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Sea Creatures by Cordelia Lynn at Hampstead Theatre

James Macdonald’s production of Cordelia Lynn’s new play is wildly atmospheric and intriguing. Lynn, as a librettist, has a strong sense of rhythm and, perhaps because she’s also a dramaturg, an equally strong sense of theatricality – both of which are on full display in Sea Creatures. As the action opens on Zoe Hurwitz’s kitchen set, there is a wonderful feeling of mystery and dislocation – which turns out, at first, to be little more than a family’s sleepy morning routine but Macdonald builds a world fast and a mood deftly. With a dynamic sea score from sound designer Max Pappenheim, the crashing waves were a presence in their own right and reminded me of Eugene O’Neil’s foghorns in Long Day’s Journey Into Night but the staccato domesticity of dialogue evoked Nora Ephron – although Lynn’s construct heartily nods to Chekov (there are, after all, three sisters isolated in a summer house – it’s just that one of them, Robin, isn’t there).

Pearl Chanda in Sea Creatures. Credit Marc Brenner.
Pearl Chanda in Sea Creatures. Credit Marc Brenner.

Unafraid of legend, Lynn’s script leans into fables of the sea and eerie archetypes with powerful poetry. When doctoral student Mark (Tom Mothersdale) arrives at the home of acclaimed academic Shirley (Geraldine Alexander) and artist Sarah (Thusitha Jayasundera) the balance of the all-female family – including Sarah’s daughters: a heavily pregnant and chain-smoking George (Pearl Chanda) and her younger sister Toni (Grace Saif) – is thrown off. He is looking for his lover Robin and validation of his PhD thesis from the foremost expert in his field, Sarah.

Fred the Fisherman (Tony Turner) turns up and spins a yarn in exchange for a seashell (as is custom in this household). A ghostly old woman (June Watson) arrives and speaks a frightening tale. We see the myths and truths told in the family’s stories to each other and outsiders as the warp and weft of the fabric that binds them.

Is this play fundamentally a mystery about a lover who didn’t turn up for the summer? Is it about sticking around when you no longer recognise the person next to you? Is it about the ungilded side of motherhood? Is it about time or thyme (as much of the show-off cooking banter alludes)? Or is it about something altogether more otherworldly? Yes. I found Sea Creatures wonderfully ambiguous and thought-provoking and not tied up with a tidy bow. There is enough language to anchor it cerebrally but a sort of salty and ethereal quality that is transporting – with comic punctuation that pricks pretentiousness.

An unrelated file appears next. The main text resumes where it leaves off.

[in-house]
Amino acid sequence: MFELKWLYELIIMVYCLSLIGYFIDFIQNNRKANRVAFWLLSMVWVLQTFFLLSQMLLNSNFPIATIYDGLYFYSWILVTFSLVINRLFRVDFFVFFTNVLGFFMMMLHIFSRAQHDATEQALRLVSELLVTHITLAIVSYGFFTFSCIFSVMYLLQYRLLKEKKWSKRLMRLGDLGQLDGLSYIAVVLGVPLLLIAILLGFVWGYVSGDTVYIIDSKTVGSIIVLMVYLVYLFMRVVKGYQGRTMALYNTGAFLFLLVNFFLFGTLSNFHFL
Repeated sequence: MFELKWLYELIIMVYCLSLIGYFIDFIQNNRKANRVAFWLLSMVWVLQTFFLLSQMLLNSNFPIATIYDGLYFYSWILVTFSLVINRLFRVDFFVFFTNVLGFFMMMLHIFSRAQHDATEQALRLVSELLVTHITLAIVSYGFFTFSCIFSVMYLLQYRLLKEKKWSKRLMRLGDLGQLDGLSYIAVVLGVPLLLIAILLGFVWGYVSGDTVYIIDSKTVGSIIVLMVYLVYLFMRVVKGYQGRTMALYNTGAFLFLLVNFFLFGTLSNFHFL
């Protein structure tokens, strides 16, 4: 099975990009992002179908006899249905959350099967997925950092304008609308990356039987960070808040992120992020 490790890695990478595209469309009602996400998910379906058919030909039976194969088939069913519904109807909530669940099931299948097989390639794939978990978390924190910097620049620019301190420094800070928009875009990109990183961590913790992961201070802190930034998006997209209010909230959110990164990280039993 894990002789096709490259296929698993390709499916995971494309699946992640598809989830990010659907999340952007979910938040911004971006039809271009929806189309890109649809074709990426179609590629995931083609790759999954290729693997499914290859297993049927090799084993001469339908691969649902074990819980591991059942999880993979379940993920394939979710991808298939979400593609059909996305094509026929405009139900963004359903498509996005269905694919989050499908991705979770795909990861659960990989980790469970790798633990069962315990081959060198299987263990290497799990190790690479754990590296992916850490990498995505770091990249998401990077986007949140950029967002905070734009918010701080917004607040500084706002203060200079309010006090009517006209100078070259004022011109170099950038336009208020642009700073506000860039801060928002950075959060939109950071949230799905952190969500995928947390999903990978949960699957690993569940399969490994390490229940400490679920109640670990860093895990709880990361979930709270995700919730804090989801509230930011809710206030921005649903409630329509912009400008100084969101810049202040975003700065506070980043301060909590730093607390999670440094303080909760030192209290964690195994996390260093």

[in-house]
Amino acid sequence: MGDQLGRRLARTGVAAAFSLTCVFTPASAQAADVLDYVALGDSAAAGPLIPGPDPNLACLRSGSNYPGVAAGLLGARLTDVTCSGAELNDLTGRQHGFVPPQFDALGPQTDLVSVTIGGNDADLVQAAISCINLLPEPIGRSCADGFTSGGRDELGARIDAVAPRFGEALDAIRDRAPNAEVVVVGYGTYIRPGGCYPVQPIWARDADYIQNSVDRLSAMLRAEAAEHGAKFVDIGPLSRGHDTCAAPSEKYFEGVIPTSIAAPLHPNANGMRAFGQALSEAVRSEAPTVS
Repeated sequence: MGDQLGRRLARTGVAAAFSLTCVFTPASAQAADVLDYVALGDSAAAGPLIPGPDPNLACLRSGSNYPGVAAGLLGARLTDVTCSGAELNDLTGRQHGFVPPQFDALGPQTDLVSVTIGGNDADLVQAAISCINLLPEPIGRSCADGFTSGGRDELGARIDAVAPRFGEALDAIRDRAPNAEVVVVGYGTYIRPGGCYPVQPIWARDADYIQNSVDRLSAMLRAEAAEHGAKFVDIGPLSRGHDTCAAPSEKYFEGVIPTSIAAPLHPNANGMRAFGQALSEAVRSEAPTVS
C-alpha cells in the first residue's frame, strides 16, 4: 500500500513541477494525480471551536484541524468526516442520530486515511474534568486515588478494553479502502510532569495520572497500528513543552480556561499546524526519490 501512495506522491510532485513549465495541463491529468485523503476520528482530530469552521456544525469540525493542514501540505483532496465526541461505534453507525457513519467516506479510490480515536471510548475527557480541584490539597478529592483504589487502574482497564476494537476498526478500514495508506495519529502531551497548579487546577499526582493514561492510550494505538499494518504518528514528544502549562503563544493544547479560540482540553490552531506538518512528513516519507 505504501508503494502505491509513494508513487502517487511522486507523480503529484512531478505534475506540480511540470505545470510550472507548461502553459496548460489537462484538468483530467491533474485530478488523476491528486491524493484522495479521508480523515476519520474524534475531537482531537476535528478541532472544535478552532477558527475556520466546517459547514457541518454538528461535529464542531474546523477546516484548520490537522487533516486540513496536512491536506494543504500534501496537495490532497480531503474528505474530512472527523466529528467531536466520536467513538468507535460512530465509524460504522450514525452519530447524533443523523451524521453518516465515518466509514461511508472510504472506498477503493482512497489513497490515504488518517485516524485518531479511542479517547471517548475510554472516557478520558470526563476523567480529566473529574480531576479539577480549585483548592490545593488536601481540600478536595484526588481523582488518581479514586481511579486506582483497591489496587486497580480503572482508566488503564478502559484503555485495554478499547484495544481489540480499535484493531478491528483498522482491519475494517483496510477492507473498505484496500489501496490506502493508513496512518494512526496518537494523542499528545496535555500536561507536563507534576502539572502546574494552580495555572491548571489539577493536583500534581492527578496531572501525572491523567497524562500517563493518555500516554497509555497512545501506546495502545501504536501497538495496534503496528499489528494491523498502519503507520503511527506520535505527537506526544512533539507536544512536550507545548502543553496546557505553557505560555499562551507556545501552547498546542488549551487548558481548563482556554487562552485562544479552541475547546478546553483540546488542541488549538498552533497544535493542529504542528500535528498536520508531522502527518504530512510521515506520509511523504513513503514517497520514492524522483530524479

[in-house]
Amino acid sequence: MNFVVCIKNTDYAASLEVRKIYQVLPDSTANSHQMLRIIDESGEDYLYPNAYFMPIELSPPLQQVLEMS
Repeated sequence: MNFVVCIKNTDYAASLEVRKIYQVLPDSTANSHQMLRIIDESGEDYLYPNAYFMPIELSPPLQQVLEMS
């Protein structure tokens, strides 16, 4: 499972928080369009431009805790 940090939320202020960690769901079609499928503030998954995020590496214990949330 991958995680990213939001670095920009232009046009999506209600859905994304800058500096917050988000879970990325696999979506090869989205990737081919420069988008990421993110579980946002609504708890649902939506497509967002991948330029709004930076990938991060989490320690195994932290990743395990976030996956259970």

Whilst an incredibly well-acted show with outstanding production values, there were a few technical elements that might be improved. Ambitious in its staging for Downstairs at the Hampstead, expectations were set high by the impressive set design and precise visual imagery. However, we are still in a small studio space and aspects of this play call out for bigger (likely unaffordable) scale with, possibly, projections and different special effects for some of its more surreal or quirky aspects. There is a scene in which birds crash into the glass door that is described powerfully in the script but can only be told through sound in the studio theatre. The play has a running theme about lobsters which is both very funny and curious but sight-lines of the space restrict appreciating it fully. The fact, however, that I would like to see this play again but given more budget on a bigger stage is surely a sign of its promise. Sea Creatures is hypnotic, funny and thought-provoking – an exciting new play.

4 stars

Review by Mary Beer

In a cottage by the sea, four women live in a house made for five. Meals are prepared, stories are shared and the tide breaks on the shore… When only one of their two guests arrives for the summer, it isn’t quite the reunion they were all hoping for…

Running time: 1 hour 50 minutes, with no interval


  • Mary Beer

    Mary graduated with a cum laude degree in Theatre from Columbia University’s Barnard College in New York City. In addition to directing and stage managing several productions off-Broadway, Mary was awarded the Helen Prince Memorial Prize in Dramatic Composition for her play Subway Fare whilst in New York. Relocating to London, Mary has worked in the creative sector, mostly in television broadcast and production, since 1998. Her creative and strategic abilities in TV promotion, marketing and design have been recognised with over 20 industry awards including several Global Promax Golds. She is a founder member of multiple creative industry and arts organisations and has frequently served as an advisor to the Edinburgh International TV Festival.

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